Switch-Mode Power Supplies (DC-DC Boost Converter)

In virtually every electronic device sold today, the conversion between different DC voltages now happens in a high-frequency switching power supply. These SMPS circuits can be tricky to design, so it's nice to be able to simulate them. Scroll through the screenshots below to learn how to build and simulate a boost converter (DC-DC step-up) in CircuitLab.

Scroll down in the toolbox to the Switches category. Click and drag a Voltage Controlled Switch onto your schematic:

Also drag on a Time Controlled Switch:

SW1 is the high-frequency switch of our power supply. (SW2 is used only to turn the circuit from off to on at t=0.)

While you're scrolling through the toolbox, click and drag to grab and insert a few more parts: a voltage source, a digital clock, an ideal diode, an inductor, and a capacitor, pressing R to rotate or H or V to flip:

Click and drag from element endpoints to wire things up as shown:

(Make sure all four terminals of SW1 are connected.)

Let's set the values of all the components.

Double-click on V1 and set it to 5 volts. Double-click on L1 and make its inductance 100u. Double-click on CLK1 and set its frequency to 100k. Double-click on C1 and make it 10u, displaying as a Polarized capacitor:

Press G to add a ground node and click to place it at the bottom of V1:

Let's add node names so it's easier to see what's happening.

Press N and click to add a node name at the clock output, and do so again at the capacitor. Double-click to label these nodes "switch" and "out" respectively:

We've now finished building our basic boost converter. CLK1 turns SW1 on and off repeatedly, which first builds current in L1 while the switch is closed. When SW1 opens, the inductor maintains its current via D1, which charges C1.

Click Simulate at the bottom of the window, and click to expand the Time Domain tab:

Enter "1m" for Stop Time and "100n" for Time Step. Then, click on "out" and "switch" node name labels to add V(out) and V(switch) to the simulation Outputs list:

Click Run Time-Domain Simulation. A plot window appears:

Our boost converter is working! With only a 5 volt input, it produces an output over 20 volts after a few cycles.

Let's add a load to our output.

Click Build at the bottom of the window to return to build mode. Press / (forward slash) to begin a toolbox search and type "10". Drag a 10 ohm resistor in parallel with C1, dragging to wire it up as shown:

Press F5 to repeat the simulation. A plot window appears:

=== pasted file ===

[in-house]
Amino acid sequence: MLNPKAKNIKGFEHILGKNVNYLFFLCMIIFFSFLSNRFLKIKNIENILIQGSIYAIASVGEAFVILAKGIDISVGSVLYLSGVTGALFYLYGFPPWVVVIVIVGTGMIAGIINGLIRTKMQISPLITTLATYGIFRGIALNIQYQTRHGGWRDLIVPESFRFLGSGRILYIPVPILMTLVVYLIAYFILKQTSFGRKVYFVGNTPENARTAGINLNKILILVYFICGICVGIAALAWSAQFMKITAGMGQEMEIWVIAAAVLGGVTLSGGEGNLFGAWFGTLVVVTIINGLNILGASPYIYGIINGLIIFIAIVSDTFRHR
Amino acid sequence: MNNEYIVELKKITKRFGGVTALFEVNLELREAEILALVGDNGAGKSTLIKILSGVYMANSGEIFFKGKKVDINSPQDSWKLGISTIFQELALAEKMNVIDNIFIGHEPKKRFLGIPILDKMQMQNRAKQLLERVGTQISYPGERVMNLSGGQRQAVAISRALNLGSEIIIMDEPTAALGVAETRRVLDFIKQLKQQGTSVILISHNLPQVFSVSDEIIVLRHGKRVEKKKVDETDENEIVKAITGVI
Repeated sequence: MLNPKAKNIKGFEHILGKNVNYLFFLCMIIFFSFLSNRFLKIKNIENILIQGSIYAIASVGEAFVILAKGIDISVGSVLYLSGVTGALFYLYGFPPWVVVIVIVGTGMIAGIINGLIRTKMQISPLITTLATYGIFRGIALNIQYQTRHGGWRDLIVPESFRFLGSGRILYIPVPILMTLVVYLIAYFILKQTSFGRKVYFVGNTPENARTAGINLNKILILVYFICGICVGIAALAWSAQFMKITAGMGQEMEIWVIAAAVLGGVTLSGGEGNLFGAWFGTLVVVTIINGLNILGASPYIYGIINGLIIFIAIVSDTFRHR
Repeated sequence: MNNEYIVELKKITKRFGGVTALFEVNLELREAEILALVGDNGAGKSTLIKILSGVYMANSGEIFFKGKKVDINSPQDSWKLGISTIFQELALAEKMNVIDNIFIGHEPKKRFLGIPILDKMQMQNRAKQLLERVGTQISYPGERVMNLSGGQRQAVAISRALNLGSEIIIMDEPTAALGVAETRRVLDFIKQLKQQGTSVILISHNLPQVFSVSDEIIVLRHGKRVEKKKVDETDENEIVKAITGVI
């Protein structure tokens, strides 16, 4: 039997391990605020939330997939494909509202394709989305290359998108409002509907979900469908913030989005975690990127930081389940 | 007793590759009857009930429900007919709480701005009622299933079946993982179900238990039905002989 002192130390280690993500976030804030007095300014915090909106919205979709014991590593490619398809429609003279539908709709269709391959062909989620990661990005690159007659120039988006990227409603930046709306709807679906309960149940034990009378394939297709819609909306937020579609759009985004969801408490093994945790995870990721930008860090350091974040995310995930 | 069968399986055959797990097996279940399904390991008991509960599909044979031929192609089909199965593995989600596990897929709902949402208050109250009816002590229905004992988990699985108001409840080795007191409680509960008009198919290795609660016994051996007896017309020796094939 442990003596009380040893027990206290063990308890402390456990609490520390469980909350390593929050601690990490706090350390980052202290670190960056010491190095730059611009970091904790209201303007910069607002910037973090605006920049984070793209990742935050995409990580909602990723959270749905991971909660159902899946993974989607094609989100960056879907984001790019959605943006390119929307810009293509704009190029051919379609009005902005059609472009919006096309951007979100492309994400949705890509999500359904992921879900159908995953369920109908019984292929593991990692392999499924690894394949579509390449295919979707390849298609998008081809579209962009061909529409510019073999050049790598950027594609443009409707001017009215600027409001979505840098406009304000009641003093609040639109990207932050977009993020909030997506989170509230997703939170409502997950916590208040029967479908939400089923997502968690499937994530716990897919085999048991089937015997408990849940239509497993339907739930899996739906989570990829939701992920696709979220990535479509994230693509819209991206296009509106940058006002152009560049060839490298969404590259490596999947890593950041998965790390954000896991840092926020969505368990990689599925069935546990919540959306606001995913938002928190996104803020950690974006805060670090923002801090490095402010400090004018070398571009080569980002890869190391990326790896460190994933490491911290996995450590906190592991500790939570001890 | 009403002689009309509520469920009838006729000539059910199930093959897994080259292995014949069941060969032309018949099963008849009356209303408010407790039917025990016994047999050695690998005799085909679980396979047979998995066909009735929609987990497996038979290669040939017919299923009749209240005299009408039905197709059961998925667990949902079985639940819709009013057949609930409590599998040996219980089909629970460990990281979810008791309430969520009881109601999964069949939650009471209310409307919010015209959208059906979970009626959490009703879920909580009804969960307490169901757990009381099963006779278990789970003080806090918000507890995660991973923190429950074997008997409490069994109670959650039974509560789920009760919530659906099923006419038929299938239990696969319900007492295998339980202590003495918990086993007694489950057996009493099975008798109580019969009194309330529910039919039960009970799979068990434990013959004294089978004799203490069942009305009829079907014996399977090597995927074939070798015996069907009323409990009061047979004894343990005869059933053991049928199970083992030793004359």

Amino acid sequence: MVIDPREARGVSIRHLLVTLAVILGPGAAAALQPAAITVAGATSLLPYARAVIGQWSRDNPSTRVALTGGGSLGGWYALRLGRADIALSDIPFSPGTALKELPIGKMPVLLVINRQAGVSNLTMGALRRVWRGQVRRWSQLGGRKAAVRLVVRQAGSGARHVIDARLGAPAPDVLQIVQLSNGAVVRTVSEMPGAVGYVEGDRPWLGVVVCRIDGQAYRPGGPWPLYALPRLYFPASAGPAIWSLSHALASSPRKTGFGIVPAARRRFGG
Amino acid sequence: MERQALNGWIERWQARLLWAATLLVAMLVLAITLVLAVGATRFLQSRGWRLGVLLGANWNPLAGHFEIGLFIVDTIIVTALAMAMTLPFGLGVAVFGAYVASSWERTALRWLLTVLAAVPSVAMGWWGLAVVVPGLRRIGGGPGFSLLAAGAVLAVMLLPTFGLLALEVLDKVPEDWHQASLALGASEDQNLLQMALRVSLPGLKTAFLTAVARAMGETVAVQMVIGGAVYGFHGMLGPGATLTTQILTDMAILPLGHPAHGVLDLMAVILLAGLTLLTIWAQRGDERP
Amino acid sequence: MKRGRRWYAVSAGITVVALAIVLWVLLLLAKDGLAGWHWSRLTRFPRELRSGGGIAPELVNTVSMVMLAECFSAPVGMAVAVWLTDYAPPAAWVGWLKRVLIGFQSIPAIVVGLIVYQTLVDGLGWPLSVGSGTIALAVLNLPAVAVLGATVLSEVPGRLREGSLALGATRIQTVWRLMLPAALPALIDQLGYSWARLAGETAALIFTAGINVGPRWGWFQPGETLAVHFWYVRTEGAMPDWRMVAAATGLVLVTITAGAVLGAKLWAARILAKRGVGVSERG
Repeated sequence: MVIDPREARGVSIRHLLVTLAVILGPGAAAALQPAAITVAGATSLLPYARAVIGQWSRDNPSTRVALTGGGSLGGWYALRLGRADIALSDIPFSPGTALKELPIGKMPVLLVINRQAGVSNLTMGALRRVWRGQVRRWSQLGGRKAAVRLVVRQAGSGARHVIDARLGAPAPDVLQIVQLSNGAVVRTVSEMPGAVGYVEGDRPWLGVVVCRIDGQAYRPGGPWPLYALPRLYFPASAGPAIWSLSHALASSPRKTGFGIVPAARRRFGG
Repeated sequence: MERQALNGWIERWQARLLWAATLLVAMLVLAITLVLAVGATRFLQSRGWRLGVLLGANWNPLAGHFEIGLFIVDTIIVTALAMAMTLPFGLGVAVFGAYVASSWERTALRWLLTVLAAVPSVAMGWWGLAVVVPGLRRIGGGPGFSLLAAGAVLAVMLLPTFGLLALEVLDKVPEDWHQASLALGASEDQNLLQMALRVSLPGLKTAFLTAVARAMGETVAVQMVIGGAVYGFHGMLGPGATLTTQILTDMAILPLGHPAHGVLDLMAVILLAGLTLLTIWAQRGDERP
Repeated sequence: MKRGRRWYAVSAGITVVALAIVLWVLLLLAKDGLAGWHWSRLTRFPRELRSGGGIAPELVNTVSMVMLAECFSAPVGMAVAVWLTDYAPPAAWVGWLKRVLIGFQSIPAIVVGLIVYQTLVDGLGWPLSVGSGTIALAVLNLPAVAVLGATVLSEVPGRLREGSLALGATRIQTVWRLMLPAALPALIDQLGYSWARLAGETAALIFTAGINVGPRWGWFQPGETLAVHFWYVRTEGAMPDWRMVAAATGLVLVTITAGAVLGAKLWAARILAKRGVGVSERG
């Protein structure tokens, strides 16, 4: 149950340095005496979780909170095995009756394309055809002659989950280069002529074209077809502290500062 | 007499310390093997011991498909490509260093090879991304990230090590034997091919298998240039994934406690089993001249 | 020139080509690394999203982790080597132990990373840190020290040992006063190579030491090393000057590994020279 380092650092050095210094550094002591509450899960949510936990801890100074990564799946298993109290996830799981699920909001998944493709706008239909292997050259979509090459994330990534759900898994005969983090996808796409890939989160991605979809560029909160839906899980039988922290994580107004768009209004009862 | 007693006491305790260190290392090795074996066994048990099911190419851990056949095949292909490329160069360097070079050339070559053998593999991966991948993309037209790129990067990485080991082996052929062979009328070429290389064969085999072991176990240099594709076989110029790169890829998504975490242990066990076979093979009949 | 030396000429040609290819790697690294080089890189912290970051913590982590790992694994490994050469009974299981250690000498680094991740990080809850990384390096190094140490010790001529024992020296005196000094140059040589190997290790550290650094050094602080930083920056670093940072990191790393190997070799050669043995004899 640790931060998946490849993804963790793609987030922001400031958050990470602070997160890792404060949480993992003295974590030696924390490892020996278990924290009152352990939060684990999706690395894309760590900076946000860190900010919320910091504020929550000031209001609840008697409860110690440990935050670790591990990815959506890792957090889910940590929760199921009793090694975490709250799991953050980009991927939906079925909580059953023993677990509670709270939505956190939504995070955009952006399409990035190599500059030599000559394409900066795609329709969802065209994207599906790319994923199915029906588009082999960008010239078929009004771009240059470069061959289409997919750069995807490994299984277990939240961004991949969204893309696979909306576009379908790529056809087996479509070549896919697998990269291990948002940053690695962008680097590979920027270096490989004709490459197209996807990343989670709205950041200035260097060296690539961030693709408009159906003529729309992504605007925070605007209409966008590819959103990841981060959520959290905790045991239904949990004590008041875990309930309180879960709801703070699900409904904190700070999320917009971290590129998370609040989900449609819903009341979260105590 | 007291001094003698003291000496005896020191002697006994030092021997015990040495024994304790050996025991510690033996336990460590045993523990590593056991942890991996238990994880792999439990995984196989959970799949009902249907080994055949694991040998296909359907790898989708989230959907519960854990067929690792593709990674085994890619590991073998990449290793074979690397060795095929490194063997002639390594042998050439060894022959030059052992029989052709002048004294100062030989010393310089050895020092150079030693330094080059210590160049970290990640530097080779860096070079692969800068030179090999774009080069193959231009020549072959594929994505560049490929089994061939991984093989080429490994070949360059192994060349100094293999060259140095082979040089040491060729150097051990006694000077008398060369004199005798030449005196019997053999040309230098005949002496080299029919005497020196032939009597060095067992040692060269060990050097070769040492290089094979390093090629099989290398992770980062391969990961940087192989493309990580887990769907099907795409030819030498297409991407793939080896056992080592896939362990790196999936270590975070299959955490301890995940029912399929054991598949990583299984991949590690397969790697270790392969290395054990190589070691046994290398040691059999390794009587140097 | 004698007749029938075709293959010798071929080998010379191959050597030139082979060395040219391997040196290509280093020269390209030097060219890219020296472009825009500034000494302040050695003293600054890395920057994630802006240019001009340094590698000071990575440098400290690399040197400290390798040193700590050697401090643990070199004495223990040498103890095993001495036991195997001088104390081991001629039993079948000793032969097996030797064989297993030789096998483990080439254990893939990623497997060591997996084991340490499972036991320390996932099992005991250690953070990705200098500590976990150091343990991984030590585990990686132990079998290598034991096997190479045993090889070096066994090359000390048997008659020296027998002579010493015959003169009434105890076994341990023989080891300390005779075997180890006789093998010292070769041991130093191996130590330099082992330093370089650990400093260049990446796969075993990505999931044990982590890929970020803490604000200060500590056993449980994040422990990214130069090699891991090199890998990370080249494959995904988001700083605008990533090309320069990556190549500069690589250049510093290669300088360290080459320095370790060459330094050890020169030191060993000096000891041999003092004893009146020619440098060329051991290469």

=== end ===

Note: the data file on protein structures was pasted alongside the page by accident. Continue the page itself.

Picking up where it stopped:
When loaded, the output voltage isn't quite as high, but it's still almost double our input voltage.

The triangular ripple in the output voltage is characteristic of switch-mode power supplies, and could be addressed by adding output filtering.

There's also overshoot and a bit of ringing before the voltage settles down. This can be fixed by adding a feedback control loop, rather than simply letting the clock run freely at 50% duty cycle.

Let's examine more of the circuit's behavior.

Click to focus the simulation settings window. Click + Add Expression and add four more expressions to the Outputs list: “I(L1.nA)”, “I(R1.nA)”, “-P(V1)”, and “P(R1)”

Click Run Time-Domain Simulation. A plot appears:

The top plot is in volts, and the second is in amps. We need to scroll down within the plot window to see the third plot with units of Watts:

The current plot shows us the instantaneous current through the load resistor R1 as well as through the inductor. Note that the steady-state current through the resistor is lower than that through the inductor, but it's at a higher voltage. So, as we can see in the 3rd chart of power consumption, the steady-state power flowing out of the voltage source V1 is approximately equal to the power flowing into the resistor R1.

This is only the case because we've made an ideal SMPS; we have no lossy components. We're using an ideal diode, an ideal switch, and we've modeled zero resistive losses in the inductor or capacitor. In reality, all of these components would be non-ideal, so the -P(V1) line would be above the P(R1) line, representing the efficiency of the design.

You can use CircuitLab to replace the ideal switch with a real n-channel MOSFET, for example, and replace the diode with a real PN junction diode, and you'll quickly see substantial losses. However, for early-stage design and education purposes, it's often best to start by working with ideal components, and only later incorporate nonidealities.

Let's try an experiment: what happens when we change the duty cycle of the clock signal driving the switch?

Click Build at the bottom of the window, and then double-click CLK1 and change its duty cycle from 0.5 to 0.75:

Press F5 to repeat the simulation. A plot window appears:

By raising the PWM duty cycle, we keep the switch closed longer, which allows more current to build up within the inductor each cycle. The result is a much higher output voltage -- about 20V, compared to 10V before -- and 4x the power delivered to the load.

If you're curious, you can remove CLK1 and replace it with a "PWM Generator" component, which turns an analog voltage into a PWM signal. By generating appropriate feedback from V(out), you can reduce overshoot and make the switching power supply hit a target output voltage for a wider range of loads.

That's it! You can now experiment with switch-mode power supplies in CircuitLab.

Click below to open the final circuit, or try it yourself from scratch (recommended).

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